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How St Joan of Arc inspired Mark Twain
At America magazine, Ted Gioia explored Mark Twain’s unlikely devotion to St Joan of Arc. The Presbyterian author admitted he had been taught “enmity toward everything that is Catholic”, and yet in his novel Recollections of Joan of Arc his devotion to the saint “jumps off every page”.
Gioia said that, while Twain thought it his best work, critics disagree, seeing it as an “eccentricity of an ageing author”. This is an oversight, argued Gioia. The story, of a 17-year-old taking command of an army, is riveting. The book is filled with a “swashbuckling energy and an against-all-odds heroism”. Twain’s Joan, wrote Gioia, is “closer in spirit to Wonder Woman and Lara Croft than to Tom and Huck”. The novel, Gioia added, is far from outdated. The real surprise, he wrote, is that so few give it a chance.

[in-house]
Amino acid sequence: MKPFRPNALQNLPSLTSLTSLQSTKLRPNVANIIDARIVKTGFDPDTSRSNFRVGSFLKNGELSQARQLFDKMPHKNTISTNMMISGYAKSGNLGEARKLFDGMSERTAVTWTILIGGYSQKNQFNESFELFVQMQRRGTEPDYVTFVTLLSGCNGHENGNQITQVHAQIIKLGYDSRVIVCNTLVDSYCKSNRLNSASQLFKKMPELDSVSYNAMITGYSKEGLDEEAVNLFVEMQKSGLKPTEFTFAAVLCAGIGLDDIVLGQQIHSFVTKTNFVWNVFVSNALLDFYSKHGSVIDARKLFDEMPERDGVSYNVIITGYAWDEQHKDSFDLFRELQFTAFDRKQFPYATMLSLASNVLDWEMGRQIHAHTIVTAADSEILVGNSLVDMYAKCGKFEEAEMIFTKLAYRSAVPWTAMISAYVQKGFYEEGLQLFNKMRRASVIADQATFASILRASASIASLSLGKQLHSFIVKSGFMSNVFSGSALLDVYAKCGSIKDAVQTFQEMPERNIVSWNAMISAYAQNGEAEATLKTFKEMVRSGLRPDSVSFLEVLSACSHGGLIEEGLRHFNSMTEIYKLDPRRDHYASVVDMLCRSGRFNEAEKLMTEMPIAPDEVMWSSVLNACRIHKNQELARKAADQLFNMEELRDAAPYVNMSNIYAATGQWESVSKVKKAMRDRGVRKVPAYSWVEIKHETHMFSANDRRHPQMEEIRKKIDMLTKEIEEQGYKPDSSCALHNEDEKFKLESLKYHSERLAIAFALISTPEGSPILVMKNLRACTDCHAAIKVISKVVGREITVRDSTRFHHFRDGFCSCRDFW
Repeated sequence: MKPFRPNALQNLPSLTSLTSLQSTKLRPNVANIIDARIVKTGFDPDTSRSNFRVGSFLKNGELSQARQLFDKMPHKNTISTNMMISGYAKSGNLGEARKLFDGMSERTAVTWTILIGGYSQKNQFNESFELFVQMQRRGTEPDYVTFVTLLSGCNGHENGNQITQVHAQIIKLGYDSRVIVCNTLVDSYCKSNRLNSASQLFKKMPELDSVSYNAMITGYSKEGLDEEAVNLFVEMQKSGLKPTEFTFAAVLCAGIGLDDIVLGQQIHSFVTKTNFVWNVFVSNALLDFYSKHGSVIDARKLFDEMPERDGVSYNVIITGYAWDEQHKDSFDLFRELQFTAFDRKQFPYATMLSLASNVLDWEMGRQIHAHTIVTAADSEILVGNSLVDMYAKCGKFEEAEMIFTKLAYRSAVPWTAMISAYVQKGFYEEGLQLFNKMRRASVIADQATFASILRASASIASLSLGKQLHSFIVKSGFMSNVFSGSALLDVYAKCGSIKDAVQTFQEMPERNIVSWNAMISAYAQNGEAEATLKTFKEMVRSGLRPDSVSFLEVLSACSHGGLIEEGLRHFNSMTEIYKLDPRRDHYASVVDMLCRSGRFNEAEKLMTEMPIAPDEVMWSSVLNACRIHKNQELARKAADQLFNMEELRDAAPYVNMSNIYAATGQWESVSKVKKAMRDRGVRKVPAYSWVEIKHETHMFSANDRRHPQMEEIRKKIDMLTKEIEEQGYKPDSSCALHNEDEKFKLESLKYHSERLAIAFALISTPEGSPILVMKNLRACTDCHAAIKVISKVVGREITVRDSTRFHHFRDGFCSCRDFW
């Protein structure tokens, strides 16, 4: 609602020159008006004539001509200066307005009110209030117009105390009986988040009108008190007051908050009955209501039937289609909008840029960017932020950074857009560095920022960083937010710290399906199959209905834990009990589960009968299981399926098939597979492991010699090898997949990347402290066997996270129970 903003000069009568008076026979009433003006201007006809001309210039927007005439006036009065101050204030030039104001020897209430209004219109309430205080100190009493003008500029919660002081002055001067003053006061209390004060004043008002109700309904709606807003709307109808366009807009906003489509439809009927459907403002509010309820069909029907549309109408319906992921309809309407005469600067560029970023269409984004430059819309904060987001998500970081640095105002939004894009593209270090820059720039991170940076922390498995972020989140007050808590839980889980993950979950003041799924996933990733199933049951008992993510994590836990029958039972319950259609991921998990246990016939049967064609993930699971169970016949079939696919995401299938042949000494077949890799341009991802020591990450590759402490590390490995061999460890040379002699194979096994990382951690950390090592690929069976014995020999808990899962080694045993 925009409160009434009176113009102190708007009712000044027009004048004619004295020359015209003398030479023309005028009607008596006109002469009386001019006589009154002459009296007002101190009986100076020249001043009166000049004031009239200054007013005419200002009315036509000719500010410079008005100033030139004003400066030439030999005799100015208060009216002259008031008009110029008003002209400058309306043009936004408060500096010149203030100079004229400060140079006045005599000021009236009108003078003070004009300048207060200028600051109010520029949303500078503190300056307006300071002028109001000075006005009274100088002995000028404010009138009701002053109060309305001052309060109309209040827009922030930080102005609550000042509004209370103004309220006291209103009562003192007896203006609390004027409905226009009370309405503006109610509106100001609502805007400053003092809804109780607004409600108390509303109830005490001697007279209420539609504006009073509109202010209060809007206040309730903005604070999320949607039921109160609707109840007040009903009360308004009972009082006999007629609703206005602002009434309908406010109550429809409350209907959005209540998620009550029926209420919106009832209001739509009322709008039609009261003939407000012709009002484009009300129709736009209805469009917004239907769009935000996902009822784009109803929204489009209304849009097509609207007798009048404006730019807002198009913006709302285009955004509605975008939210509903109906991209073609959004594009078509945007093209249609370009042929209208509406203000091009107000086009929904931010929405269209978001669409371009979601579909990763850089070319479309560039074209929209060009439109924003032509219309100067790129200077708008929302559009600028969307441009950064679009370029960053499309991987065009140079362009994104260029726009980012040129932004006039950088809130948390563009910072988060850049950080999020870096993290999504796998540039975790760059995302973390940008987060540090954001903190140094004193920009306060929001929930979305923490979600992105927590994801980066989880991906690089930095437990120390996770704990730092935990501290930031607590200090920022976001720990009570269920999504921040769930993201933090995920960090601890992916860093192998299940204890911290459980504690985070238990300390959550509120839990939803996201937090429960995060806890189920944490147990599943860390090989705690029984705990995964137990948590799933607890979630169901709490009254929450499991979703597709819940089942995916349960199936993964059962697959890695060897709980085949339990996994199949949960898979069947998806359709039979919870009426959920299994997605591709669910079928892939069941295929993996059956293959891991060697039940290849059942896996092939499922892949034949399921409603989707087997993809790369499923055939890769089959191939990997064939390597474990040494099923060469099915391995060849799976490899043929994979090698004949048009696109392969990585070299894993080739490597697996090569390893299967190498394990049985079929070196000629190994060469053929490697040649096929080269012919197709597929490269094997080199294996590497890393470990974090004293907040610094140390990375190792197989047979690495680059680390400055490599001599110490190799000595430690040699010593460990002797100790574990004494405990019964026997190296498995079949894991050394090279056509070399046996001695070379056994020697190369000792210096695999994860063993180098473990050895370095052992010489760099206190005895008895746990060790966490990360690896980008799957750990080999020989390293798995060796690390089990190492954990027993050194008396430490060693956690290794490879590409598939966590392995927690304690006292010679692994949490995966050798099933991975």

The hidden history of Japan’s new cardinal
Japan’s new cardinal is a descendant of “hidden Christians” of the feudal era, according to Takumi Okada, writing for Asahi Shimbun, a Japanese newspaper. Archbishop Manyo Maeda comes from the Goto islands, where Catholics were sheltered during centuries of persecution. His great-grandfather, according to Okada, was a “hidden Christian”. (The ban on Christians was lifted in the 19th century.)
The cardinal-designate is also closely associated with the peace movement, wrote Okada. This commitment, he said, was born out of his mother suffering the effects of the atomic bomb at Nagasaki. Exposed to the “blinding flash and heat rays” from the blast, she was “plagued by swollen feet and fingers that fused together”.
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